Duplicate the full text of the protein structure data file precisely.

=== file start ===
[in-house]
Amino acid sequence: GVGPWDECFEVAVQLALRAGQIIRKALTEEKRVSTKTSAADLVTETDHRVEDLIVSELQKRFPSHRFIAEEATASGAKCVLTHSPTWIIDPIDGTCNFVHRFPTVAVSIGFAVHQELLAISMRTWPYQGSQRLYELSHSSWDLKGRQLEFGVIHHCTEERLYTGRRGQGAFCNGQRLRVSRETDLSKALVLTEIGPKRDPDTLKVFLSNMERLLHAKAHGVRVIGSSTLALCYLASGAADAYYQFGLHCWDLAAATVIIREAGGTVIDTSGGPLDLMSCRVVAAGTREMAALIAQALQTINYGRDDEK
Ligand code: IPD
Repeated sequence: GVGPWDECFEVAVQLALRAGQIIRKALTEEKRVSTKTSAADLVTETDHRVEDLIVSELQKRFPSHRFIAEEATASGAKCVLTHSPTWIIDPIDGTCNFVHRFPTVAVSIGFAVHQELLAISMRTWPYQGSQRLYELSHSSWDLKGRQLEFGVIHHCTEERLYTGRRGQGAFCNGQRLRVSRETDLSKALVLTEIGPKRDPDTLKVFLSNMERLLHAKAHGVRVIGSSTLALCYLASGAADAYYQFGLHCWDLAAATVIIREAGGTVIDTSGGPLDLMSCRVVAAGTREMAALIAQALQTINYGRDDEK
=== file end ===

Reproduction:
[in-house]
Amino acid sequence: GVGPWDECFEVAVQLALRAGQIIRKALTEEKRVSTKTSAADLVTETDHRVEDLIVSELQKRFPSHRFIAEEATASGAKCVLTHSPTWIIDPIDGTCNFVHRFPTVAVSIGFAVHQELLAISMRTWPYQGSQRLYELSHSSWDLKGRQLEFGVIHHCTEERLYTGRRGQGAFCNGQRLRVSRETDLSKALVLTEIGPKRDPDTLKVFLSNMERLLHAKAHGVRVIGSSTLALCYLASGAADAYYQFGLHCWDLAAATVIIREAGGTVIDTSGGPLDLMSCRVVAAGTREMAALIAQALQTINYGRDDEK
Ligand code: IPD
Repeated sequence: GVGPWDECFEVAVQLALRAGQIIRKALTEEKRVSTKTSAADLVTETDHRVEDLIVSELQKRFPSHRFIAEEATASGAKCVLTHSPTWIIDPIDGTCNFVHRFPTVAVSIGFAVHQELLAISMRTWPYQGSQRLYELSHSSWDLKGRQLEFGVIHHCTEERLYTGRRGQGAFCNGQRLRVSRETDLSKALVLTEIGPKRDPDTLKVFLSNMERLLHAKAHGVRVIGSSTLALCYLASGAADAYYQFGLHCWDLAAATVIIREAGGTVIDTSGGPLDLMSCRVVAAGTREMAALIAQALQTINYGRDDEK